ADVERTISEMENT

ADVERTISEMENT

Ash-tree infection appears in area

From staff reports

Some ash trees throughout the region are losing their leaves, and homeowners are wondering why.

It's the anthracnose leaf spot infection, it's nearly impossible to stop, and it won't kill the tree, said Doug Courneya, regional University of Minnesota Extension horticulture educator.

The disease, which can also affect maple, oak and walnut trees, usually affects only the leaves closest to the trunk and not the ones farther out that are more important to the tree, he said. Homeowners complain about having to rake in spring, but he said the leaves can be safely mowed and mulched, he said.

Some fungicides will kill the disease but the chemical has to be sprayed on at just the right time and over the entire tree, which is impractical or impossible for most homeowners, he said. It's well past the time to spray for this year, he said.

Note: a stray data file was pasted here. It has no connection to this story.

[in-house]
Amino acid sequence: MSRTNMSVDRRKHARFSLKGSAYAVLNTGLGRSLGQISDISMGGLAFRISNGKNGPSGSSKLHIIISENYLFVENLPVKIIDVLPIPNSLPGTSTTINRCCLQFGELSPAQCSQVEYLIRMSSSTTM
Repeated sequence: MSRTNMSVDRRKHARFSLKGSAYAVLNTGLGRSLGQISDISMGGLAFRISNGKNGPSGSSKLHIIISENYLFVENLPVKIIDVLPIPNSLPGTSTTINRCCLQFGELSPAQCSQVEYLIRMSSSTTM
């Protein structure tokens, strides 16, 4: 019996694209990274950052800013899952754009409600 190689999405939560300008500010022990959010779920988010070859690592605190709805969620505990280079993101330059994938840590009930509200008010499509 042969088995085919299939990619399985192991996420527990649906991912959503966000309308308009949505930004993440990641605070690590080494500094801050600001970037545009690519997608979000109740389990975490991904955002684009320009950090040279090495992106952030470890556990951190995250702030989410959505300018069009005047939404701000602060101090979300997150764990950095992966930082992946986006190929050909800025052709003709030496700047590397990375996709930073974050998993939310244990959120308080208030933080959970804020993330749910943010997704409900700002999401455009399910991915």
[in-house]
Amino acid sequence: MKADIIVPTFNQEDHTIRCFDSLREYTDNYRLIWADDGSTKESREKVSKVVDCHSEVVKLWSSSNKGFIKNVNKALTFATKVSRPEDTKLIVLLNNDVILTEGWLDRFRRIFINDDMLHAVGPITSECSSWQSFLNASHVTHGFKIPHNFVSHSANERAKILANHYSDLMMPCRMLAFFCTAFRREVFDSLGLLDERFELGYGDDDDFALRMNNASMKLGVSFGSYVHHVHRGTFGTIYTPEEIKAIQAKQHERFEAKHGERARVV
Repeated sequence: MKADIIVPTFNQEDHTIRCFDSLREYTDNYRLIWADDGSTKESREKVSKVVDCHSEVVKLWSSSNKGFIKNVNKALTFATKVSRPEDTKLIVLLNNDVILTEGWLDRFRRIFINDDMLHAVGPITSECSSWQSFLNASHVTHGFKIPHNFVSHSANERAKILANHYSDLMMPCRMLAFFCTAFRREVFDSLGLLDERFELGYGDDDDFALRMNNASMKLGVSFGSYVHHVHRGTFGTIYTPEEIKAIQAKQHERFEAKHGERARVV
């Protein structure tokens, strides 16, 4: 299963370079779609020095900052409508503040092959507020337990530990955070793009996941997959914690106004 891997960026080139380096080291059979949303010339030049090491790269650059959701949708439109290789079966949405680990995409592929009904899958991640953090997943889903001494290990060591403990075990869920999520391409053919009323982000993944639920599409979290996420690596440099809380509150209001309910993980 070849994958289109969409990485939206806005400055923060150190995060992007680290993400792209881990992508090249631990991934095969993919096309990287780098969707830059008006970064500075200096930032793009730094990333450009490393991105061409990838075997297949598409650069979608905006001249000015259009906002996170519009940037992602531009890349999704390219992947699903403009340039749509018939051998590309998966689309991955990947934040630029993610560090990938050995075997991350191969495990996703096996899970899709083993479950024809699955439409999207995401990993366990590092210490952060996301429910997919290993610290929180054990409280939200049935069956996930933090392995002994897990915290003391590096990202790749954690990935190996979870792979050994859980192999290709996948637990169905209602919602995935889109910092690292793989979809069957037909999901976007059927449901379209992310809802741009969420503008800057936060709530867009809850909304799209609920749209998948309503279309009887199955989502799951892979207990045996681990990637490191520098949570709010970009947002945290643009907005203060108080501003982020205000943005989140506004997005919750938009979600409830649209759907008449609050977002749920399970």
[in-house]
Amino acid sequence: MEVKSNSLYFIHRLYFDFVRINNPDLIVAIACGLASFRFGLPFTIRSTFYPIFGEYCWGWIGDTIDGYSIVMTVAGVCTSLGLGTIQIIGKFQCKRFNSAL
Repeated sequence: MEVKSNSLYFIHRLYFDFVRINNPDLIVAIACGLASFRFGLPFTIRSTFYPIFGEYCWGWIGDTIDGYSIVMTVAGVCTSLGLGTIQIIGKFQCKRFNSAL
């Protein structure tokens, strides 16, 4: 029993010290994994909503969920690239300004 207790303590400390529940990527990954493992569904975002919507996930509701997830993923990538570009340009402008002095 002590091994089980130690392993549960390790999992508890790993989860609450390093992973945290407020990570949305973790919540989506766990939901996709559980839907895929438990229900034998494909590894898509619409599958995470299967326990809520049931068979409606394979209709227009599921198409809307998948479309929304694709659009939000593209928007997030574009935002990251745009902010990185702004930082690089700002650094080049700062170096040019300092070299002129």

What To Read Next
Caitlin and Jason Keck’s two-year term on the American Farm Bureau Federation committee begins next month.
The Minnesota Public Utilities Commission met on Jan. 5, 2023, to consider the application for Summit Carbon Solutions.
Qualified Minnesota farmers will receive dollar-for-dollar matching money to purchase farmland.
Wanda Patsche, new Farm Camp director, has farmed with her husband near I-90 in southern Minnesota since the 1970s and shares her passion for farming on her blog.